Paul Collins and his father Tom.

A crash, a rescue and a new start

06 September 2016, Supporting the Malaghan Institute

By John Beattie, trustee and 50th Anniversary chair.

 

Virtually overnight, the 1987 share market crash brought the Malaghan Institute to the verge of insolvency as the returns on its investments were being relied on to fund the ongoing research. Without immediate support, the Institute would have been required to cease its researchactivities.

Tom Collins, an original trustee and former chairman, was the father of P.D. (now Sir Paul) Collins who was chief executive of Brierley Investments (BIL) at that time. BIL had survived the crash and was able to continue its operations in what were very challenging times for many other businesses in New Zealand.

Paul Collins asked me to have a look at the help required and report back. I contacted Graham Malaghan and together with Alan Harris, the new chairman, we constructed a rescue package. It was designed to financially underpin the Institute and to widen its support in the community, thereby preventing a recurrence of the 1987 events. (Sylvia Bennett also created the Friends of the Malaghan Institute about the same time.)

BIL agreed to the rescue package and committed $100,000 per year for the next five years, which eventually totaled beyond $1.3 million over 15 years.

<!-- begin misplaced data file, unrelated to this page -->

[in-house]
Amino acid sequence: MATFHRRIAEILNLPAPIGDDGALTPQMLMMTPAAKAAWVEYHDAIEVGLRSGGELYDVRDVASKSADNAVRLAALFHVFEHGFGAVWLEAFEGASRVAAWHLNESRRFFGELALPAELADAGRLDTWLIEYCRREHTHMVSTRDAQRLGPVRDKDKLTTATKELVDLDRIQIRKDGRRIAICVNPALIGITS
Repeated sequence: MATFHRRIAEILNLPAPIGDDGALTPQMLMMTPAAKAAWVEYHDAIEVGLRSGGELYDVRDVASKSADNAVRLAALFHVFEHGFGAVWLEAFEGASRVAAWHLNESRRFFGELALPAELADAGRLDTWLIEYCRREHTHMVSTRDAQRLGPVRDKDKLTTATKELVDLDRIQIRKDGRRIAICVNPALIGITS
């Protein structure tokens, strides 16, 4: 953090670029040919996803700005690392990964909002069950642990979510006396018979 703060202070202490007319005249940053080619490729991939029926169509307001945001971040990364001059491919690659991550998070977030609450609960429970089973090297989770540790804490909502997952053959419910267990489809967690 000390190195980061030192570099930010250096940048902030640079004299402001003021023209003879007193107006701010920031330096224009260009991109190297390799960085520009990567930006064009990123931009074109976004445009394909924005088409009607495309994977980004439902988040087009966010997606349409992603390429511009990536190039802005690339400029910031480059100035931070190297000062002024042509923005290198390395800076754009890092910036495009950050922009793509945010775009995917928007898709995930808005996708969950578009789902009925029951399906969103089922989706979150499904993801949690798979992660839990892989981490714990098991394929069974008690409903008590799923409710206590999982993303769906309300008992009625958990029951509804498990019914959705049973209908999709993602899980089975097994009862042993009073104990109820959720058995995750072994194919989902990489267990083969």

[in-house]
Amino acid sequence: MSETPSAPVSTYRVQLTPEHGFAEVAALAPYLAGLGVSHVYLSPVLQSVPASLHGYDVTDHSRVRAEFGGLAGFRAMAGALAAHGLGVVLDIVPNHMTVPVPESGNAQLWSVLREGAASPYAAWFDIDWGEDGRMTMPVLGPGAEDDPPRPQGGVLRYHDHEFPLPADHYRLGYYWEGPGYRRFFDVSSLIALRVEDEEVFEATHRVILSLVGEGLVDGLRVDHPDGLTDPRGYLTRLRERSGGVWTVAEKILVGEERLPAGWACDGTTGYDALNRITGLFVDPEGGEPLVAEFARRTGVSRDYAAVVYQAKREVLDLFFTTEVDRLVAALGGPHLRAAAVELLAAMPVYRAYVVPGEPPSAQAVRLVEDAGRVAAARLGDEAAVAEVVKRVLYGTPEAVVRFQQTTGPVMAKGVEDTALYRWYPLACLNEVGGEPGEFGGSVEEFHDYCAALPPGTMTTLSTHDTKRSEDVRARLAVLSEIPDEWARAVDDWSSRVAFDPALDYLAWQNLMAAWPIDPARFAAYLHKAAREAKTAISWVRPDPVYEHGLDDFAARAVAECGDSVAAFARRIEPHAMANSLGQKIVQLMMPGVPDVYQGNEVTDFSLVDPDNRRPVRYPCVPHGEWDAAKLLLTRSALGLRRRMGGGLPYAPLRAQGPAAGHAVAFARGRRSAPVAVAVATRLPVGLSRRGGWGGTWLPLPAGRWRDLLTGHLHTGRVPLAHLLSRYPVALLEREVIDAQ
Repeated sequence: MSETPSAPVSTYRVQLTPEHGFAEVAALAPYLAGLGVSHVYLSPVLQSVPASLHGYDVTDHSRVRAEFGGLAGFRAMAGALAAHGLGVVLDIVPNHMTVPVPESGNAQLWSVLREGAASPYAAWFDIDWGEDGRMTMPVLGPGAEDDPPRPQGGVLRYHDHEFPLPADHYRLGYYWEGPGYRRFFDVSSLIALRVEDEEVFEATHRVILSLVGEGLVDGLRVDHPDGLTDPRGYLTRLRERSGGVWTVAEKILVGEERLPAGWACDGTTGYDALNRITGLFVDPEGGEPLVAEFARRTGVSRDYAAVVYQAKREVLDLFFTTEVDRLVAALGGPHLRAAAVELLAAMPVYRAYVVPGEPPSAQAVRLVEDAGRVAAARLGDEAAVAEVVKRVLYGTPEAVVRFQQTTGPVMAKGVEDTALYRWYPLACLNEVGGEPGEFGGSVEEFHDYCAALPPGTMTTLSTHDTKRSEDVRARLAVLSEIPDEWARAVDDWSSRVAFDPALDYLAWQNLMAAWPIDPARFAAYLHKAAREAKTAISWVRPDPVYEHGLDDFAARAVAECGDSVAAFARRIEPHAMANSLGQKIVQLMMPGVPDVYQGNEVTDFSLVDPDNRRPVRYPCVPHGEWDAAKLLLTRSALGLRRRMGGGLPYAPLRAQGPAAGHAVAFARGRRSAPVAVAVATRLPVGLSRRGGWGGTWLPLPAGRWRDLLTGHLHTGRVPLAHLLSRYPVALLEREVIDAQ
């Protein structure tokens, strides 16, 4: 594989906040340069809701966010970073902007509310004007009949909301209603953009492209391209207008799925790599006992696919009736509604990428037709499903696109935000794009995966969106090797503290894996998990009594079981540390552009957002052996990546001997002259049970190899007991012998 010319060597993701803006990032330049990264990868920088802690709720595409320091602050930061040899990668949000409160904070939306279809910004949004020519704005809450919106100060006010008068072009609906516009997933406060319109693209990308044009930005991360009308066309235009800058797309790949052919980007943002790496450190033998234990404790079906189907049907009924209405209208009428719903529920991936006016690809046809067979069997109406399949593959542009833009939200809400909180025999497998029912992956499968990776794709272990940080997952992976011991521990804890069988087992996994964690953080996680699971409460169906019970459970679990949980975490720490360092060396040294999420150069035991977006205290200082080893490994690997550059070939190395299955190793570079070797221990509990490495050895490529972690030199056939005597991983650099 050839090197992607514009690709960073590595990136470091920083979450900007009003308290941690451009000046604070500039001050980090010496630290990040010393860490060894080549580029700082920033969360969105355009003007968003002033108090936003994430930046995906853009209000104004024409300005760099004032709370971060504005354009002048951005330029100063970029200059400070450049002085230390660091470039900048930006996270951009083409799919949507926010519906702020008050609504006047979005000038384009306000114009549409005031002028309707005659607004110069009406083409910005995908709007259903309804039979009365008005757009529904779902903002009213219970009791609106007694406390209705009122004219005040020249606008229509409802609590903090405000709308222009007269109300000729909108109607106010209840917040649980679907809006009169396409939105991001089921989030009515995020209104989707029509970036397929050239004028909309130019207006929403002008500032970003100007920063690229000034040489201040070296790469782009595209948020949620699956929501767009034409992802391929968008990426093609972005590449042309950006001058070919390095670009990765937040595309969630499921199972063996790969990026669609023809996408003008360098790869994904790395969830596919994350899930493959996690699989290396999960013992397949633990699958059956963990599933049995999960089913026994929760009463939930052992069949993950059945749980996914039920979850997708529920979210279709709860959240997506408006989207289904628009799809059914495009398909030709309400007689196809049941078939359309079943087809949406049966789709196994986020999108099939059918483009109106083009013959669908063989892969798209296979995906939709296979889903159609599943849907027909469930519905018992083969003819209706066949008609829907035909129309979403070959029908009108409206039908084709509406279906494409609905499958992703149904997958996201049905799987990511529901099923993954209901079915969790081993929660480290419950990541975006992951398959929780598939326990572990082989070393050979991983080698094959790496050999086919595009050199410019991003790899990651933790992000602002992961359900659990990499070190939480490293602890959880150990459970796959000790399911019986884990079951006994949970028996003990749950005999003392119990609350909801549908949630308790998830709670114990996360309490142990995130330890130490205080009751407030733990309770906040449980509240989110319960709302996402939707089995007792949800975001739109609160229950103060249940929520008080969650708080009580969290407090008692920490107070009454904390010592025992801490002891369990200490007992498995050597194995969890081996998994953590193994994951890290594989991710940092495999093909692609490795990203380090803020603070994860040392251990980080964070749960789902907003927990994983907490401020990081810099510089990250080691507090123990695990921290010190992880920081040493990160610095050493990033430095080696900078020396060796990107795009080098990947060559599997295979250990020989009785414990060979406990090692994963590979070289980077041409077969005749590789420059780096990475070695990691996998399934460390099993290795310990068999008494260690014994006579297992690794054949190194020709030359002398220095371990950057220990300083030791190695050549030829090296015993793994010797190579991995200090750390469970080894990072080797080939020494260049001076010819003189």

Graham Malaghan, his brother Neil and his sister Margaret made equally substantial commitments and invested huge quantities of time and energy to resuscitate the Institute over that period. 

Graham became the chairman in 1990 and remains so today. Margaret and Neil became early pillars of the Auckland Friends. Later Matthew Malaghan, grandson of Len and Ann and son of Graham and Dale, became involved in the Auckland Friends and later a trustee.Three generations of tireless generosity. 

Other long-term supporters must be acknowledged and I thank the Wellington Medical Research Foundation, the Wellington Division of the Cancer Society, Victoria University of Wellington, the University of Otago, the Health Research Council, New Zealand gaming trusts and the Ministry of Business, Innovation and Employment for our critical multi-year funding.

Some contributors have made extraordinary gestures in recent times. These include Wade Thompson and the Thompson Family Foundation, the Hugh Green Foundation, Infinity Foundation Limited, the Dr Marjorie Barclay Trust, as well as the Taylor, Johnson, Patterson and Wallace families.


Final acknowledgements must go to the Institute’s world class team of science leaders, staff and students. Their efforts have made the latter years of the first 50 the most significant in terms of discovery. I look forward with anticipation to seeing where the next 50 years of our journey will take us.